Awema: Welsh government 'will safeguard public money'
The Welsh government will try to protect as much public money as possible in the accounts of a scandal-hit race relations charity.
It applauded a decision to sack the chief executive and finance director of the All Wales Ethnic Minority Association (Awema).
But the Conservatives said ministers were "shirking accountability".
The Liberal Democrats want the government to set out in detail why funding was maintained to the charity.
On Friday, chief executive Naz Malik and finance director Saquib Zia were dismissed. Awema's chair has been given the authority to appoint administrators to take control of its business and assets.
In a written statement, Finance Minister Jane Hutt said it was "the most appropriate outcome and the decisions taken will help to safeguard the public funding remaining in Awema's accounts".
Civil servants were liaising with South Wales Police, she added.
A police spokesman said information had been provided "for consideration".
An inquiry by the Wales Audit Office is underway.
Conservative assembly leader Andrew RT Davies said: "Another statement, another example of accountability shirked by the Labour government.
"This statement should have been made in the chamber, with questions from all parties to follow.
"Steps to safeguard Awema's remaining public funds are welcome of course. It's a shame they're eight years and £8m too late."
The Lib Dems have tabled a motion to be debated in the Senedd on Wednesday, pointing out there were warnings about Awema in 2002, 2004 and 2007.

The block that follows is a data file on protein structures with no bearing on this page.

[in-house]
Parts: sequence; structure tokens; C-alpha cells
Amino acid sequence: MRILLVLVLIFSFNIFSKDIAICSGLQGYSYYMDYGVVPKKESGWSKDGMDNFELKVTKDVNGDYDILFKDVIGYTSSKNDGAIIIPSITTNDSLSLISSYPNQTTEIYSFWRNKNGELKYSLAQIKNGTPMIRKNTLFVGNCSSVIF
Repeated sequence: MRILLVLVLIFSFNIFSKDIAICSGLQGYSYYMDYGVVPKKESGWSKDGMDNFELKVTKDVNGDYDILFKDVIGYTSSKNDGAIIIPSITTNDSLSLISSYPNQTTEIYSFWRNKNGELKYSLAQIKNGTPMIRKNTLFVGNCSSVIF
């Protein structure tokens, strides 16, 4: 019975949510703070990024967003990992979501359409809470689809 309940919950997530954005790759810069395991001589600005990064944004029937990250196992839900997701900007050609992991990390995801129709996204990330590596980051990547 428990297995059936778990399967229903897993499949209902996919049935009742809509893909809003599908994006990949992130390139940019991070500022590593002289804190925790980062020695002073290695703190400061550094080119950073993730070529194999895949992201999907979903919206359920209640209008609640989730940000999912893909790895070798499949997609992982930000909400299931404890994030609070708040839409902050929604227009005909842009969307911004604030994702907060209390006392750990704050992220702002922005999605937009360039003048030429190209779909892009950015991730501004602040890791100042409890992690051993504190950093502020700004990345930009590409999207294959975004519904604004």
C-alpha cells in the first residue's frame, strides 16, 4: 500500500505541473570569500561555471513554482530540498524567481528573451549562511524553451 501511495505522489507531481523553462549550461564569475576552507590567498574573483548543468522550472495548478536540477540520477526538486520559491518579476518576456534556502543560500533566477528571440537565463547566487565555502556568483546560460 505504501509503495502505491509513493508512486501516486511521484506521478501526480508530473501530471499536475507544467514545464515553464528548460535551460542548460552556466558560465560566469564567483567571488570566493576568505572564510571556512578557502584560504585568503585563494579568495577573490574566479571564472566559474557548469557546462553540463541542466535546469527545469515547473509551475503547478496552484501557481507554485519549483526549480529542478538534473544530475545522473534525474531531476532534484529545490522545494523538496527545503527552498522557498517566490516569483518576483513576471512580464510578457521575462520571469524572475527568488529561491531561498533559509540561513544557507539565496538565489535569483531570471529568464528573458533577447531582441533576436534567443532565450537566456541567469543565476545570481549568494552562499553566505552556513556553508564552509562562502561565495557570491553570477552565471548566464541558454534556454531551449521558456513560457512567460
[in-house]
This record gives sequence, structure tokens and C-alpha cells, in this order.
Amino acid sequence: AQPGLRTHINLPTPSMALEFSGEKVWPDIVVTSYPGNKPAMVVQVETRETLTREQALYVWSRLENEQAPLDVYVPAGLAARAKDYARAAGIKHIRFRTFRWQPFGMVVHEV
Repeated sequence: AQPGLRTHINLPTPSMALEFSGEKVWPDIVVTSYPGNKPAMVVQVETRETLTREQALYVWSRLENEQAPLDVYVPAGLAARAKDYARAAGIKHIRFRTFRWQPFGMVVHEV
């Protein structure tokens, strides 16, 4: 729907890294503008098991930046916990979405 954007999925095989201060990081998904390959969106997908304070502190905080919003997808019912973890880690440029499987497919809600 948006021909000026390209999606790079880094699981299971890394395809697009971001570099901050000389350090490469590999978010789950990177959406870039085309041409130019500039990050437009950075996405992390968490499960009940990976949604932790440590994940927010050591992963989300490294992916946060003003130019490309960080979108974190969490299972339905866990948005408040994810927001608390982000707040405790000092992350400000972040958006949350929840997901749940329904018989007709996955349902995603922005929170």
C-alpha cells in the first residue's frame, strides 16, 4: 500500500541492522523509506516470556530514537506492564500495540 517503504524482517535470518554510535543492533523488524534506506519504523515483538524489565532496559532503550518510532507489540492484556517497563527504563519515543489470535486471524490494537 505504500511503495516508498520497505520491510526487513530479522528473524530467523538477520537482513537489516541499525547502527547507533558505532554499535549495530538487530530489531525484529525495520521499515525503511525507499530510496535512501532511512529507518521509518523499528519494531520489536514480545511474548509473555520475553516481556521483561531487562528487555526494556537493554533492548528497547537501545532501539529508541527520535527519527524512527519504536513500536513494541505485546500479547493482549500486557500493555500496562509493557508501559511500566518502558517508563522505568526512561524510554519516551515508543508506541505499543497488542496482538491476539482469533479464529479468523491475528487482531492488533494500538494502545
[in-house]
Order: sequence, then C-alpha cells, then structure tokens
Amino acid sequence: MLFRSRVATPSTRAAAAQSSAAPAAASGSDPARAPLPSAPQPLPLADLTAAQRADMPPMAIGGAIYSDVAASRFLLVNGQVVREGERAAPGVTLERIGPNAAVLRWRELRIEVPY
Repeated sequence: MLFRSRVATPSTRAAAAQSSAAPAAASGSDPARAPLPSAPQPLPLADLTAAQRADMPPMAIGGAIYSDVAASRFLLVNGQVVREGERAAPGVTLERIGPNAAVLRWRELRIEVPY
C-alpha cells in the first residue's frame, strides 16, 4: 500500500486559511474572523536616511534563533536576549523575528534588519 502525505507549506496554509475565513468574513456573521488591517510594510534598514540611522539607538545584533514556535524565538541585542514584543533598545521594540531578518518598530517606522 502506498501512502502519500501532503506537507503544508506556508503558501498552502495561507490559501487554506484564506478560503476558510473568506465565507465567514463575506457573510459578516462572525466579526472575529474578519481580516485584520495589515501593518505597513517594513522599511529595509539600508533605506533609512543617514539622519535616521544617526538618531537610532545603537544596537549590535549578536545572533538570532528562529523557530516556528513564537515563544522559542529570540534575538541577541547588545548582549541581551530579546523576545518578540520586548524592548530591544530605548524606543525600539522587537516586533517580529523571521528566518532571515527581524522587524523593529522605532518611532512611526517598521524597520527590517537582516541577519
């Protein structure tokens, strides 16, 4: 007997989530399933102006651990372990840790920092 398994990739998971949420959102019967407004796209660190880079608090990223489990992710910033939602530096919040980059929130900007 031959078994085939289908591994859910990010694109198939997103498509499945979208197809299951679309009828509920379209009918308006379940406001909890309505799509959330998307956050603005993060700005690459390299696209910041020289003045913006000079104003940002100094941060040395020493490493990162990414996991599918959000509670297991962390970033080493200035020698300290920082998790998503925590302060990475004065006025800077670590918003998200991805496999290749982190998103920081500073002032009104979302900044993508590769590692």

Their motion also asks for a protocol to ensure similar concerns are effectively handled in the future.
Since concerns were originally raised about financial practices and the management of projects, the organisation went on to secure funding commitments for projects worth more than £8m.
Funding to Awema was terminated earlier this month when a Welsh government report said there was a "complete lack of oversight of the financial processes and controls".
It said charity funds were used to pay for gym memberships for staff worth £2,120, rugby and cricket tickets totalling £800, and a £110 parking fine for Mr Malik.
It also said there was a "clear conflict of interest" because one of the charity's directors reporting to Mr Malik was his daughter Tegwen. There were "considerable increases" in her salary from £20,469 to £50,052.
An earlier report, commissioned by the charity's trustees, said Mr Malik used funds inappropriately and paid off credit card debts worth £9,340.
It also alleged that his salary was increased to £65,719 without approval from the board.